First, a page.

China announced on Christmas Day that it’s raising its interest rates for the second time in two months, in efforts to slow its economy and ward off inflation. It was another .25% increase, raising the one-year yuan loan rate to 5.8%.
Over the past year China has tried restricting loans, particularly for real estate development and speculative investing, and raised reserve requirements on its banks six times. Those efforts had very limited success.
While the U.S. Fed, which counts only core inflation (with the cost of food and energy removed) claims that U.S. inflation is too low, running around 1% a year, China’s inflation rate rose to an annualized rate of 5.1% in November, and is expected to rise further in December and January.
Analysts believe that with yesterday’s second rate hike in just over two months China’s central bank is in the early stages of a more serious formal monetary tightening cycle, with more interest rate hikes ahead until it succeeds in bringing its threatening inflation under control.
Global markets have been nervous going into weekends recently, expecting China might choose a weekend to make such an announcement. It may have been even more clever, waiting until the Christmas weekend in the west, when even less attention is being paid than on a normal weekend.
Stock markets don’t like rising interest rates or rising inflation, certainly not both at the same time. That’s no doubt a major reason that China’s stock market rolled over into another bear market last year, in spite of its surging economy that had Wall Street touting China as the place for investors to be.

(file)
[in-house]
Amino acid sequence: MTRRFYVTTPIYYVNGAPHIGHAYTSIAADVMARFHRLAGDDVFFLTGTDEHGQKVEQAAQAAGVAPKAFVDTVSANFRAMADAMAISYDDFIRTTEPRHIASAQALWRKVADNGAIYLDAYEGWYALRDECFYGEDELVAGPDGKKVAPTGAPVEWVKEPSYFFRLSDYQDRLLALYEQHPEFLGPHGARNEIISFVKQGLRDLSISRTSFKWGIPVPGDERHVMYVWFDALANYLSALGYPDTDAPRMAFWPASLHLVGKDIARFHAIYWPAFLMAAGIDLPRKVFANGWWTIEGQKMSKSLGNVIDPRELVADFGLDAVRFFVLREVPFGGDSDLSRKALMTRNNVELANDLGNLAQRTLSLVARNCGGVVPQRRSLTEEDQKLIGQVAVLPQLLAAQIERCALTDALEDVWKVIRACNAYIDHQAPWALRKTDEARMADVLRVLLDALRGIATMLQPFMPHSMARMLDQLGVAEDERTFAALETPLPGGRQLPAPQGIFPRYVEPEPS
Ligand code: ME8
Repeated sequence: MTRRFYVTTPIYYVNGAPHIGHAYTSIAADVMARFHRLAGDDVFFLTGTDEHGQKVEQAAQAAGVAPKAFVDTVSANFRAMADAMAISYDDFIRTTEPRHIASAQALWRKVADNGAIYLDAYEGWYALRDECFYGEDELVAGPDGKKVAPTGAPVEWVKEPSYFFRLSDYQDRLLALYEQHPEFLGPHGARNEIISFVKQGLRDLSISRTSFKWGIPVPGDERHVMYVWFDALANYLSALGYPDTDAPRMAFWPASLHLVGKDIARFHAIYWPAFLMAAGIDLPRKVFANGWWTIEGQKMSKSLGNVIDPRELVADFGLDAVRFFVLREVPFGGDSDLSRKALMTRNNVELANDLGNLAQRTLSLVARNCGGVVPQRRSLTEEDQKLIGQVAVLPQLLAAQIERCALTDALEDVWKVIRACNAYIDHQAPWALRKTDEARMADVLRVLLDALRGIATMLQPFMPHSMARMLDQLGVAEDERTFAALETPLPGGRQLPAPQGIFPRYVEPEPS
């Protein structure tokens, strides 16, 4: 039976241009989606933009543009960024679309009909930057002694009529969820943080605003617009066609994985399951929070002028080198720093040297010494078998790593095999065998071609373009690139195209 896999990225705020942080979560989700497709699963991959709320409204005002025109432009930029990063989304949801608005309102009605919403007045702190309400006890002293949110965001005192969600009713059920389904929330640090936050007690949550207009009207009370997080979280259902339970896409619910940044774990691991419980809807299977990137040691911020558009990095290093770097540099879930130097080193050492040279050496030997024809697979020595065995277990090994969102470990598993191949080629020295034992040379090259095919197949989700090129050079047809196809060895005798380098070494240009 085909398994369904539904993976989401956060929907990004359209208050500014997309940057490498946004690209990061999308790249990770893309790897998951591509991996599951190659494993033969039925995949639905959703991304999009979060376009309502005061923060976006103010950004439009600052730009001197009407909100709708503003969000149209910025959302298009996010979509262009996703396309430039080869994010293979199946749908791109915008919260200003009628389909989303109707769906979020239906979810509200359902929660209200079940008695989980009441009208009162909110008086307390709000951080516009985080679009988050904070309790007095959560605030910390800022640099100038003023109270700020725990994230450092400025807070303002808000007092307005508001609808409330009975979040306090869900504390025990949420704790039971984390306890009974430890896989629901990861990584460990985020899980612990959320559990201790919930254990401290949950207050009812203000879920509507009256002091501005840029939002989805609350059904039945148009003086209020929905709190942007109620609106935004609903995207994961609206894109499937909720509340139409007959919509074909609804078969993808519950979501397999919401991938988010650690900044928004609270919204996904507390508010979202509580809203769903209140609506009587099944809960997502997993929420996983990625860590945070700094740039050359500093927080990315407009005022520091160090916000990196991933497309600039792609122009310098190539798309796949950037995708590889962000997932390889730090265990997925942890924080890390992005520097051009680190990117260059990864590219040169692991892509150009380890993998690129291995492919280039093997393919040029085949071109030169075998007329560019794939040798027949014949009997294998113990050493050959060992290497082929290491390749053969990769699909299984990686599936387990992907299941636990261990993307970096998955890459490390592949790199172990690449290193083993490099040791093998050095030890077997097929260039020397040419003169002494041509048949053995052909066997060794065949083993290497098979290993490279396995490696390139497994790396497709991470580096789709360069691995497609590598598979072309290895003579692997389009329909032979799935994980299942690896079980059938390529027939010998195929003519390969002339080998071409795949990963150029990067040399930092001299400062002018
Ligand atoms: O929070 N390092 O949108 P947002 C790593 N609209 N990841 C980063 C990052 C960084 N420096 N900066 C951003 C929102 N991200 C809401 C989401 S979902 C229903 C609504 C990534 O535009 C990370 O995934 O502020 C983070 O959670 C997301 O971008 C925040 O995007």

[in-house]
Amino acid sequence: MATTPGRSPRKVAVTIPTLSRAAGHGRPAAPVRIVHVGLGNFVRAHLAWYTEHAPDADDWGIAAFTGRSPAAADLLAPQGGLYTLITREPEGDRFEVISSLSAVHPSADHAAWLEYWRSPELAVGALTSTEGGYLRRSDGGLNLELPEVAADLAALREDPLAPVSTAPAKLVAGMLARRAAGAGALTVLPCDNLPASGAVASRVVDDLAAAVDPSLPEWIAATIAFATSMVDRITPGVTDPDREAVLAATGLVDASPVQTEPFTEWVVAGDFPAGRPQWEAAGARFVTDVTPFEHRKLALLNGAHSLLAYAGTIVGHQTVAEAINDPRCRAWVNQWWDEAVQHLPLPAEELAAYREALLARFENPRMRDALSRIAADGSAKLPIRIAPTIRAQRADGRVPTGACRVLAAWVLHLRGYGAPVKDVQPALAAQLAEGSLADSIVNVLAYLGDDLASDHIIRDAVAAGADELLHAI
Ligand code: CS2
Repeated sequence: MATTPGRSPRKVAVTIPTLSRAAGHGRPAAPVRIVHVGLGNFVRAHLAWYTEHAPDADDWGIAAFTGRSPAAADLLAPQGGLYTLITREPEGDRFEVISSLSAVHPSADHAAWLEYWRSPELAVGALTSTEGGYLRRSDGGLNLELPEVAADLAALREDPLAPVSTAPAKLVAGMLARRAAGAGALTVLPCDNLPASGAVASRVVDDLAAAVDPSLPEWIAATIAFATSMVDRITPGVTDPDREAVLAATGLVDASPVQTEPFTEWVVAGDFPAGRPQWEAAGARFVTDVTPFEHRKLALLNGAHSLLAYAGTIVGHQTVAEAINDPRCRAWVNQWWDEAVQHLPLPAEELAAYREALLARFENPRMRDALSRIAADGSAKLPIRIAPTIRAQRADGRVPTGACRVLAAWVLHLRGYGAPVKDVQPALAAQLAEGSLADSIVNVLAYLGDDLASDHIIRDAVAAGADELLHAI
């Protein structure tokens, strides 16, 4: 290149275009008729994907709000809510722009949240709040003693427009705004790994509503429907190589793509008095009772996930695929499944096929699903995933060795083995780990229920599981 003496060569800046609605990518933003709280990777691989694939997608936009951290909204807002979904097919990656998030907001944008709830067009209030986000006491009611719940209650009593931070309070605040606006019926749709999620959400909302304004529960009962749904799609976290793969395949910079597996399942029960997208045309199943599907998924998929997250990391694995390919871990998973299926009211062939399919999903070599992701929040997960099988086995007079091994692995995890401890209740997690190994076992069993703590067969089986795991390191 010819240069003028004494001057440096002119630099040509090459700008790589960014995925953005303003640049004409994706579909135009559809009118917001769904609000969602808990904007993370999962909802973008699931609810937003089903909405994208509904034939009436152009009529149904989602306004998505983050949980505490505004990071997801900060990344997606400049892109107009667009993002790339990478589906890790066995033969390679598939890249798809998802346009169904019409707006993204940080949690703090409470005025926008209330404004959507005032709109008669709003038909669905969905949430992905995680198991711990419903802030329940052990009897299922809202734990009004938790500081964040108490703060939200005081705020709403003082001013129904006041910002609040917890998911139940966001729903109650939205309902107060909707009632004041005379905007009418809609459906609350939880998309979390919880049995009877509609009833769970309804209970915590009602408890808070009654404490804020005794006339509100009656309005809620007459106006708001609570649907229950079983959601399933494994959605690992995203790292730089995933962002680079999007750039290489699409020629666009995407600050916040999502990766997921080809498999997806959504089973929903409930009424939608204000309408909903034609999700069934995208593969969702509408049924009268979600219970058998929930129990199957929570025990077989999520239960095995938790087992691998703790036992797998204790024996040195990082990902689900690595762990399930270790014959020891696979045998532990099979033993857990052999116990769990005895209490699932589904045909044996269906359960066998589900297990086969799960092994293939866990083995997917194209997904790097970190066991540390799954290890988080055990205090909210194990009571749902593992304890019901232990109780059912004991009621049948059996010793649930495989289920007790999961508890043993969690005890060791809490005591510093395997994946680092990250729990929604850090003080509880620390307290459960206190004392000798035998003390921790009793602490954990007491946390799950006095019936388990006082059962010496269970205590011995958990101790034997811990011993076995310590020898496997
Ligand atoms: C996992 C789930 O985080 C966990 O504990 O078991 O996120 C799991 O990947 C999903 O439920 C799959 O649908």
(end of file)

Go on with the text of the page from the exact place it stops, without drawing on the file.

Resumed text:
The Shanghai Index plunged 30% from its high in November, 2009 to its low in July of this year.
And now, after surging up from that July low it has rolled over again, on renewed concerns about its still rising inflation, and the latest indications that China is moving to more serious monetary tightening to slow its economy and attempt to bring that inflation under control.
The concerns in mainland China’s markets have also been having an effect on the Hong Kong market, which we have been warning subscribers about for several months.
The open financial market system of Chinese city-state Hong Kong is becoming more closely tied to the financial interests of mainland China.
For instance, China has been experiencing considerable success in its efforts, announced earlier this year, to have its currency more widely accepted as an international currency. The Wall Street Journal reports that since June China has made currency swap agreements with eight countries, with many now able to invoice and settle international trades in yuan.
Hong Kong introduced a technology change that allows more use of electronic settlements in transactions that use the yuan. And last week the Hong Kong Monetary Authority said yuan deposits in Hong Kong had surged to 42.1 billion yuan by the end of November.
The Journal quotes a specialist on China at the Cato Institute as saying, “Nobody would have predicted this 10 years ago. And it is the tip of the iceberg.”
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